Note: Running out of room to horde aging bottles.  Sharing bottles with friends is cutting into my supply of finished beers.  I'm going to ramp up production by following some Papazian advice by bottling when hydro readings are stable but after some dry hopping time.  All priming will be batched primed for the foreseeable future.

Ingredients: American Ale kit can, 1 lb CBW Pilsen Light, 1/3rd oz Centennial 60min boil, 1/3rd oz Centennial 10 min boil, 1/3 oz Centennial Dry Hop.

​Results: another great beer, initial fermentation more relaxed than the Diablo but still way more vigorous than the first 2 batches. FG 1.02 3.9% Abv

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Thanks guys.. still have 4 more batches to report but as you have seen before... This is great fun, my beer is getting better and better, I'm pretty relaxed about making it now.

 

My brew colleagues at work and I are starting to drive the non-brewers nuts with our brew talk but they will happily drink what we bring in to share.

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Batch 5: Irish Stout

Note: I decided to try steeping some Rye Flakes.  This was an interesting experience but the low volume of water I use to boil made it difficult and I lost a lot of water to absorption. Used whirl floc for the first time just to try but a stout was the wrong beer to try this on as the beer was too dark to see clarity in anyway.

Ingredients: Irish Stout can kit, 1 lb Tradition Dark DME, 1 lb steeped Rye Flakes, 1 package of Lallemand Nottingham Yeast, 1/4 tab whirl floc

Results: Great Stout, beautiful coco colored head FG 1.02 at 71F Abv 5.3%

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Batch 6: Rye Ale

Note: I decided to try a Briess only batch using a 3.3lbs can of Briess CBW Rye as base. My 10L water chiller I turned into a Secondary.

Ingredients: CBW Rye LME, 1 lb Pilsen Light DME, 2 oz Mosiac Hops (60min, 10min, dryhop equal amounts) 1 pack Safale US-05 yeast.

Results: Distictive Rye Spiciness FG 1.022 at 70f, 7.5% Abv, not as complex as either of my more successful Mr. Beer kits but too young to tell really.

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Batch 7: Amber Ale

Note: Another Briess only attempt but with a Camel Malt 40L Steep.

Ingredients: 3.3 lbs Sparkling Amber LME, 1 lb Golden DME, 1 lb Carmel 40l for steeping, 2 oz Amarillo pellets, 1 tsp gypsum, Wyeast Denny's Favorite.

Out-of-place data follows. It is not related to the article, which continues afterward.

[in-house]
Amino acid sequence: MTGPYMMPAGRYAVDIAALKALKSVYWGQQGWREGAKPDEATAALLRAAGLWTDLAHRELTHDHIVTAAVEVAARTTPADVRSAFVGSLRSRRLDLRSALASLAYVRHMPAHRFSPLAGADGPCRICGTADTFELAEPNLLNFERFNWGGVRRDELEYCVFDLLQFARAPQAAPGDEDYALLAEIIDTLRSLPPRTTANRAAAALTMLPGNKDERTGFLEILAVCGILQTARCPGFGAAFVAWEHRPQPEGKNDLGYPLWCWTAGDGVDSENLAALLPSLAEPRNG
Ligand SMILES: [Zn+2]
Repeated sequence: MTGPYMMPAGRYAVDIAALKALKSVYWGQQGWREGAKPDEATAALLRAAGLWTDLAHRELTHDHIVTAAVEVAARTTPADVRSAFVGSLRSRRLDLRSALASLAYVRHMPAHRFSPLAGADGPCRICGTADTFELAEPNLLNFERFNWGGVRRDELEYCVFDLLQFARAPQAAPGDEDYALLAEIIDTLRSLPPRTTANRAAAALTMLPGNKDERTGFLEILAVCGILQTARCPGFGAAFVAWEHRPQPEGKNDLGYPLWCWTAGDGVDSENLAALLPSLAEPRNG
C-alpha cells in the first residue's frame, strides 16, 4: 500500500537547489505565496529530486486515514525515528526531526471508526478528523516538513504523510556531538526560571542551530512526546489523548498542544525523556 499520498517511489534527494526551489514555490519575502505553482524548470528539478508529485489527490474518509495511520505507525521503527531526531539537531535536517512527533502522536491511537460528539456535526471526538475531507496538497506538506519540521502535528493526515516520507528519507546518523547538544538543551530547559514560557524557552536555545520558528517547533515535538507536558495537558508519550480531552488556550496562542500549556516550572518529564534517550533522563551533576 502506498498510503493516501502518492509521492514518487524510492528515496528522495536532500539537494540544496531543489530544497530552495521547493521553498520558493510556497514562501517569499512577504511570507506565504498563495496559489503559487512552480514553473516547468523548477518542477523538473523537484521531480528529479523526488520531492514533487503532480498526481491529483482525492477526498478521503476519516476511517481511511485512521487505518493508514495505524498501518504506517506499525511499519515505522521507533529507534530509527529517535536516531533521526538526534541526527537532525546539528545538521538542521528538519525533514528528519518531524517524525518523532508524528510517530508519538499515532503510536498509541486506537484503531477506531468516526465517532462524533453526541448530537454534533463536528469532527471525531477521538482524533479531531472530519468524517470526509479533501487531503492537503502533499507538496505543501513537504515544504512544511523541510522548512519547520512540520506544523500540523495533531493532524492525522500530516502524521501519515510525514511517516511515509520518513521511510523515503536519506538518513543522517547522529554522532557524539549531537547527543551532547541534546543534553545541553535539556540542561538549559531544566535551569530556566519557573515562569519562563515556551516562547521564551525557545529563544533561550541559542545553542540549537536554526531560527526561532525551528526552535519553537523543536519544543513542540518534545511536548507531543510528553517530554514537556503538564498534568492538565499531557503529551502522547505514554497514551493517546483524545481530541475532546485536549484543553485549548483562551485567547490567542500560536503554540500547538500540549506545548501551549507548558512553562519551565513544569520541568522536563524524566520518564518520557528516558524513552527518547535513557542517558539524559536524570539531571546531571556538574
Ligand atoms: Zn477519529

Results: Too early to tell but in the secondary at Final gravity 1.02, 7.6% Abv

Additional Note: I tried my hand at harvesting and rinsing the yeast from this batch.  It was easy to do but I haven't reused it yet.

 

Batch 8: Belgian Dunkel

Note: wanted to try a Brewferm kit so the base of this was a Brewferm Abdij kit.

Ingredients: 1 can Brewferm Abdij, 1 lb Dark DME, 1 lb Belgian Amber Candy Sugar, 1 oz Willamette Hops, Wyeast 3787 Trappist High Grav, 1 tsp gypsum.

Results: Original gravity 1.09 @ 60F

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What's the purpose of posting your recipes in New Brewers and FAQs?  Doing original recipes, using secondaries and such aren't New Brewer topics - Also don't know why you're doing secondaries, as discussed they aren't needed except in special circumstances.

 

Nothing wrong with what you're doing - just asking why you're posting in this section of the forum.  

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Well I thought I was posting here because I was a new brewer.   This wasn't supposed to be recipes but I cannot tell you what I'm doing without posting these.  A mod can move this thread to a better place if needed.

 

The reason I switched to a secondary is more experimental than anything but for the time being it has the added benefit of increasing my production and allowing me to harvest my yeast.  So more opportunities to learn and make mistakes.  From my beginning experience I agree that a secondary isn't needed but these higher OG beers that I'm now making the peeps at the home-brew shops think some additional aging could be used to take some of the "heat" out of them.  They do seem pretty alcohol hot initially but I haven't finished bottle conditioning to report.